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Energy Advice Line supports 'last chance saloon' calls for OFGEM
The Energy Advice Line has supported calls for OFGEM to be scrapped unless it breaks the monopoly of the Big Six energy firms and opens the market up to competition.
Julian Morgan, managing director of the business electricity comparison, switching, and advice service for energy consumers, said reforms of the energy market needed to include the energy regulator itself.
"We have long been saying that recent reforms to the energy market are not worth the paper they're written on unless they're enforced," Mr Morgan said. "We need a regulator with real teeth to ensure that suppliers are implementing these changes to billing, tariffs, and switching procedures to ensure that consumers actually feel the benefits. In addition, OFGEM needs to take urgent action to open up the UK energy market to competition because all these changes are pointless if the Big Six continue to enjoy a monopoly."
"Red tape, onerous financial demands and the fact that the Big Six also produce the energy they sell, make it incredibly difficult for smaller players to enter the market. This has to change and OFGEM needs to pave the way. Breaking the monopoly of the Big Six is long overdue, and if OFGEM can't rise to the challenge it needs to be scrapped and replaced with a regulator that can, and by one that has real teeth."
Ministers have warned OFGEM it is in the 'last chance saloon' and must get more suppliers into the market and find a way to curb the profits of the main suppliers, which have soared while consumers have seen their bills spiral. It is conducting a joint assessment of competition with the Office of Fair Trading and the Competition and Markets Authority, due to report in March.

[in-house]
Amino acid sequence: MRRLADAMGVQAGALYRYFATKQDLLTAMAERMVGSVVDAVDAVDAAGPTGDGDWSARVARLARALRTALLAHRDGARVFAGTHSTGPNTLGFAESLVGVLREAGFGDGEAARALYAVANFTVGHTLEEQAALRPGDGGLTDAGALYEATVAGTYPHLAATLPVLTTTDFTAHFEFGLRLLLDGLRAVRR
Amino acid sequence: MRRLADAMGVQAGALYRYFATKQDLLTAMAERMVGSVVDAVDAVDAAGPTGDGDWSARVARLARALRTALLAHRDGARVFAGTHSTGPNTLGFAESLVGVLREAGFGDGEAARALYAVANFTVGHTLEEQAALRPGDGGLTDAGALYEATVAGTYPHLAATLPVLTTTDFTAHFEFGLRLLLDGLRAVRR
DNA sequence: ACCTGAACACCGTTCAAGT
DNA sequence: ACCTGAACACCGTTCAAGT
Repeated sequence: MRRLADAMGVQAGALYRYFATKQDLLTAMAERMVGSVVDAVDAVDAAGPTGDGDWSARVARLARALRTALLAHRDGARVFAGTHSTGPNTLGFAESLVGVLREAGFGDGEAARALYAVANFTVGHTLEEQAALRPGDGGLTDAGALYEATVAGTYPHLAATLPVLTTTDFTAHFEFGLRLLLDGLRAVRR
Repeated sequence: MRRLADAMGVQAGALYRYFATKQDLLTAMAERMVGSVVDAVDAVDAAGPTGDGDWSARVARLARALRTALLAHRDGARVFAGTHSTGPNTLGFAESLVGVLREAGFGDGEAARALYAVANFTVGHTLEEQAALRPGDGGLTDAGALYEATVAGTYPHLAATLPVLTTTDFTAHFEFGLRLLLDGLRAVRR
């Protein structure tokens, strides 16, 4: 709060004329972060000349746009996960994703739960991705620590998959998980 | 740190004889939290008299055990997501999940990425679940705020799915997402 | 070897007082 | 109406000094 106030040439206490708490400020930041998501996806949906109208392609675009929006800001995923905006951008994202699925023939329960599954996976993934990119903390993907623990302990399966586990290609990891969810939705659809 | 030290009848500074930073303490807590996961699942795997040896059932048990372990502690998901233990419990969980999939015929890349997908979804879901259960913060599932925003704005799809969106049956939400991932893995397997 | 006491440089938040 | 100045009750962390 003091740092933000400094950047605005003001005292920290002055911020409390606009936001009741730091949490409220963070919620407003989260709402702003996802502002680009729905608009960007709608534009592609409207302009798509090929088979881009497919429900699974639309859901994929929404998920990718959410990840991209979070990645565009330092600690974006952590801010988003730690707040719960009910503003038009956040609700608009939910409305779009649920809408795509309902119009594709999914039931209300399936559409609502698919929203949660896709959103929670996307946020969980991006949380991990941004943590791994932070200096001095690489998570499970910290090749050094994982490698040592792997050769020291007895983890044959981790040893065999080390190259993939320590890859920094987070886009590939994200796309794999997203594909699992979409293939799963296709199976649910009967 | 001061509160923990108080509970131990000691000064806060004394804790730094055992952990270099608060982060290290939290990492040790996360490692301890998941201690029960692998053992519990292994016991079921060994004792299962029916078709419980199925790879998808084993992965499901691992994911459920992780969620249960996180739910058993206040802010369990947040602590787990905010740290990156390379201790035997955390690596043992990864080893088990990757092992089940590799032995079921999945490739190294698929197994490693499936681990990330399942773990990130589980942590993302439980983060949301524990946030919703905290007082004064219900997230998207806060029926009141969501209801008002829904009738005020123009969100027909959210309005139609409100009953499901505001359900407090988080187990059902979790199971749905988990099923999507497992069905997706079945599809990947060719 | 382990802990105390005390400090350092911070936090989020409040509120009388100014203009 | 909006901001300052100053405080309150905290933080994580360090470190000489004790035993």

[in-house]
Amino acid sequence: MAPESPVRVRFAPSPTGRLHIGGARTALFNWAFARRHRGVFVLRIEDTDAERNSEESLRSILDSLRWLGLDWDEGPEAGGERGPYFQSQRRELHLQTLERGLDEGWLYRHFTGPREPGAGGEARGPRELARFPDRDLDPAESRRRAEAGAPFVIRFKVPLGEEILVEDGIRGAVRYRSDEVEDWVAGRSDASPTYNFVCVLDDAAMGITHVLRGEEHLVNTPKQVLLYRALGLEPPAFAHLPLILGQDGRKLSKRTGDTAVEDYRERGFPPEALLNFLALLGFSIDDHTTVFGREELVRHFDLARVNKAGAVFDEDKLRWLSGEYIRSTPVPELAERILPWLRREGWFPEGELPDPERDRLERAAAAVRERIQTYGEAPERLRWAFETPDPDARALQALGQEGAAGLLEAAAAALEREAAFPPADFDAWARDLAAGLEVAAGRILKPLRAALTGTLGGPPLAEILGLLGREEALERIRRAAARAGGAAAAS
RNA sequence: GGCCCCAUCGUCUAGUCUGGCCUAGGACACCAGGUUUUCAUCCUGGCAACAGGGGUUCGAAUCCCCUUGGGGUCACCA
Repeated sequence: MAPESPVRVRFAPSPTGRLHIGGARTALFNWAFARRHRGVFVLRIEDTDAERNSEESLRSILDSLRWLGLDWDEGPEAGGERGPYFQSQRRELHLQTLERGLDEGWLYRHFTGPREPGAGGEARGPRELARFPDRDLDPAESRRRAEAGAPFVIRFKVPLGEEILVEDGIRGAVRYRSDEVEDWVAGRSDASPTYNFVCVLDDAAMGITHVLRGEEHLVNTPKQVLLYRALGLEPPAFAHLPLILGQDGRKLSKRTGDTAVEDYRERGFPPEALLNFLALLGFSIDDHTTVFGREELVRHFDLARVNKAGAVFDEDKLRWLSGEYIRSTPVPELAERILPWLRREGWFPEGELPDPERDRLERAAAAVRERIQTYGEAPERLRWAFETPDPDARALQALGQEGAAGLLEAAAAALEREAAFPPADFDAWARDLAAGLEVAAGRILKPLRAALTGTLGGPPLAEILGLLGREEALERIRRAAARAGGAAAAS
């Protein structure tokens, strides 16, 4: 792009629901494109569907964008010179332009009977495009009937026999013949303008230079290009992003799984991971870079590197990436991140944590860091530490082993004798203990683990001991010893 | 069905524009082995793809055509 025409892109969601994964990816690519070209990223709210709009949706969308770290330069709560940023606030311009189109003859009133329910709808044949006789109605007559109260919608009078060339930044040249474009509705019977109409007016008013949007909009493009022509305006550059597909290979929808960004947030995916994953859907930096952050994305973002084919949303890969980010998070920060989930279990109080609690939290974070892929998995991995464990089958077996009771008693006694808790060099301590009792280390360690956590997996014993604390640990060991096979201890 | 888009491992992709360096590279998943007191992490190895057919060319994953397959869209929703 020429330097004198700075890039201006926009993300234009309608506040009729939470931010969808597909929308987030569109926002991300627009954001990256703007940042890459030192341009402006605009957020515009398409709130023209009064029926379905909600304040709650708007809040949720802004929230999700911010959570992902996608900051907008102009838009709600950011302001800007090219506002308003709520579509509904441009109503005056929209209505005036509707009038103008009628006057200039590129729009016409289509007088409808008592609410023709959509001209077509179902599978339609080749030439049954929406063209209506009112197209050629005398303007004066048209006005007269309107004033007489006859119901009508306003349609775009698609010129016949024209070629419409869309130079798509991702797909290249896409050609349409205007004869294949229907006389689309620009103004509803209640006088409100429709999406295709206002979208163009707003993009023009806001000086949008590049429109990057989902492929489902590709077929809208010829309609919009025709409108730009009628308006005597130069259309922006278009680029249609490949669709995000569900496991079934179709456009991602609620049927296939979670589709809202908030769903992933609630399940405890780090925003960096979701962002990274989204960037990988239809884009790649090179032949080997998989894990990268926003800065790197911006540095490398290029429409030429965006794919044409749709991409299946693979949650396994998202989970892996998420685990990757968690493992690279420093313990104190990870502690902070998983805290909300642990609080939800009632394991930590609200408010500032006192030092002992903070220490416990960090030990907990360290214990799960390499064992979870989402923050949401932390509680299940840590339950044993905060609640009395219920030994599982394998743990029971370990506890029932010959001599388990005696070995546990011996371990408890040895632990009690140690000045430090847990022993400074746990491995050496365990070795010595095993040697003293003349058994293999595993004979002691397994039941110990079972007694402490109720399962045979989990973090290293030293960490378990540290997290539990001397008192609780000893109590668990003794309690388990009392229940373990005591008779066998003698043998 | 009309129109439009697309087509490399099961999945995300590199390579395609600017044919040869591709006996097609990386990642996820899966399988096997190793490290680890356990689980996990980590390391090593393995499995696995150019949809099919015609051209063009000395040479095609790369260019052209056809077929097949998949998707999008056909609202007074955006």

The Daily Mail reported this week that ministers expected a hard-hitting assessment aimed at shattering the dominance of the Big Six and produce concrete plans to slash bills. A government source told the Daily Mail "OFGEM was set up to regulate the market and protect consumers from being over-charged for their gas and electricity. But it is quite clear that in recent years it has lost sight of this objective. There is obviously a problem and OFGEM must resolve it. We are optimistic that they will but this is last chance saloon. OFGEM need to realise that this competition inquiry is their last opportunity to prove that they get it."
Mr Morgan said that the best advice for consumers was still to take charge of their energy supplies by regularly shopping around and staying appraised of the best deals and products. He said independent and reputable services like the Energy Advice Line not only helped consumers do this, but also offered free advice and support if consumers were in dispute with suppliers, or wanted to know about the cheapest payment options.
"Consumers have no choice any more but to play an active role in keeping their own energy bills down. Many are surprised how much they can save simply by making a phone call."